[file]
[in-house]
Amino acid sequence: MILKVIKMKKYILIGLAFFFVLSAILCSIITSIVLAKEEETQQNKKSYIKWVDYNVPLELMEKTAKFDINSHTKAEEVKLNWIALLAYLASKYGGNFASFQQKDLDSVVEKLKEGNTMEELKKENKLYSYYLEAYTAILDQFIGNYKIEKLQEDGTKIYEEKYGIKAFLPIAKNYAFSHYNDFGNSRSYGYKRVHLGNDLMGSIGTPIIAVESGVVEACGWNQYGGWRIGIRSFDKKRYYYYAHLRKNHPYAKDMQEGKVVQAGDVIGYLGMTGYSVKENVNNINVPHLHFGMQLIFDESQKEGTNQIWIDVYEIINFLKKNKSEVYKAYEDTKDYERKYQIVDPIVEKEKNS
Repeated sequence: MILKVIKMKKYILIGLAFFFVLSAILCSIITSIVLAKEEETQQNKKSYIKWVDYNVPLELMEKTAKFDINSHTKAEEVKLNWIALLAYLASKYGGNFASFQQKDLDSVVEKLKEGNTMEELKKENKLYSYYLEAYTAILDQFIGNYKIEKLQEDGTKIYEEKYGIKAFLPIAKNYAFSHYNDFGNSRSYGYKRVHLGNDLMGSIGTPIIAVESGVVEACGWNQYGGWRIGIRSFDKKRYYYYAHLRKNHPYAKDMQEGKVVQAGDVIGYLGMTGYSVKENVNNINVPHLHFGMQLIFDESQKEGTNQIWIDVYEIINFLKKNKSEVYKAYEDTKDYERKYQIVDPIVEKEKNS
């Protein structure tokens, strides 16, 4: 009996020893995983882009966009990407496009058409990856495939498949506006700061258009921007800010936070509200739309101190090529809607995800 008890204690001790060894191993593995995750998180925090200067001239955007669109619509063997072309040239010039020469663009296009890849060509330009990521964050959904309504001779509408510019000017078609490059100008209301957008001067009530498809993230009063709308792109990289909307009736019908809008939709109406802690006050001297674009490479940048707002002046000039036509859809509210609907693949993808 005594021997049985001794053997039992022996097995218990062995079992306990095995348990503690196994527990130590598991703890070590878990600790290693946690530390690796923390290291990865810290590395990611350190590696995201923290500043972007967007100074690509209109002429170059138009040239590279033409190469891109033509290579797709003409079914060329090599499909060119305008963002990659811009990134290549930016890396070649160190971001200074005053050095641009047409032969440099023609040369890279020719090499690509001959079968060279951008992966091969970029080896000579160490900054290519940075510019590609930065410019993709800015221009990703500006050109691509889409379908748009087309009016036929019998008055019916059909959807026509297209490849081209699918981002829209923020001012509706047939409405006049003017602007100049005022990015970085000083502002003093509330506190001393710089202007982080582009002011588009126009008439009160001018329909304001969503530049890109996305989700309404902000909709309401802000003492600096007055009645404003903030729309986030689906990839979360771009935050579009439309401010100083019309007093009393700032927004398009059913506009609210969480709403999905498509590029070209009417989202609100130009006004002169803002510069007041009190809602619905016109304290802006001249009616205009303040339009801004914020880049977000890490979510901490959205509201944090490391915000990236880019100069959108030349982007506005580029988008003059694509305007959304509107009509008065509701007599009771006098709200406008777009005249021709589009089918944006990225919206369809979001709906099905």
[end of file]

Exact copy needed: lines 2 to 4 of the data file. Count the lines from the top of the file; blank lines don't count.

Amino acid sequence: MILKVIKMKKYILIGLAFFFVLSAILCSIITSIVLAKEEETQQNKKSYIKWVDYNVPLELMEKTAKFDINSHTKAEEVKLNWIALLAYLASKYGGNFASFQQKDLDSVVEKLKEGNTMEELKKENKLYSYYLEAYTAILDQFIGNYKIEKLQEDGTKIYEEKYGIKAFLPIAKNYAFSHYNDFGNSRSYGYKRVHLGNDLMGSIGTPIIAVESGVVEACGWNQYGGWRIGIRSFDKKRYYYYAHLRKNHPYAKDMQEGKVVQAGDVIGYLGMTGYSVKENVNNINVPHLHFGMQLIFDESQKEGTNQIWIDVYEIINFLKKNKSEVYKAYEDTKDYERKYQIVDPIVEKEKNS
Repeated sequence: MILKVIKMKKYILIGLAFFFVLSAILCSIITSIVLAKEEETQQNKKSYIKWVDYNVPLELMEKTAKFDINSHTKAEEVKLNWIALLAYLASKYGGNFASFQQKDLDSVVEKLKEGNTMEELKKENKLYSYYLEAYTAILDQFIGNYKIEKLQEDGTKIYEEKYGIKAFLPIAKNYAFSHYNDFGNSRSYGYKRVHLGNDLMGSIGTPIIAVESGVVEACGWNQYGGWRIGIRSFDKKRYYYYAHLRKNHPYAKDMQEGKVVQAGDVIGYLGMTGYSVKENVNNINVPHLHFGMQLIFDESQKEGTNQIWIDVYEIINFLKKNKSEVYKAYEDTKDYERKYQIVDPIVEKEKNS
């Protein structure tokens, strides 16, 4: 009996020893995983882009966009990407496009058409990856495939498949506006700061258009921007800010936070509200739309101190090529809607995800 008890204690001790060894191993593995995750998180925090200067001239955007669109619509063997072309040239010039020469663009296009890849060509330009990521964050959904309504001779509408510019000017078609490059100008209301957008001067009530498809993230009063709308792109990289909307009736019908809008939709109406802690006050001297674009490479940048707002002046000039036509859809509210609907693949993808 005594021997049985001794053997039992022996097995218990062995079992306990095995348990503690196994527990130590598991703890070590878990600790290693946690530390690796923390290291990865810290590395990611350190590696995201923290500043972007967007100074690509209109002429170059138009040239590279033409190469891109033509290579797709003409079914060329090599499909060119305008963002990659811009990134290549930016890396070649160190971001200074005053050095641009047409032969440099023609040369890279020719090499690509001959079968060279951008992966091969970029080896000579160490900054290519940075510019590609930065410019993709800015221009990703500006050109691509889409379908748009087309009016036929019998008055019916059909959807026509297209490849081209699918981002829209923020001012509706047939409405006049003017602007100049005022990015970085000083502002003093509330506190001393710089202007982080582009002011588009126009008439009160001018329909304001969503530049890109996305989700309404902000909709309401802000003492600096007055009645404003903030729309986030689906990839979360771009935050579009439309401010100083019309007093009393700032927004398009059913506009609210969480709403999905498509590029070209009417989202609100130009006004002169803002510069007041009190809602619905016109304290802006001249009616205009303040339009801004914020880049977000890490979510901490959205509201944090490391915000990236880019100069959108030349982007506005580029988008003059694509305007959304509107009509008065509701007599009771006098709200406008777009005249021709589009089918944006990225919206369809979001709906099905």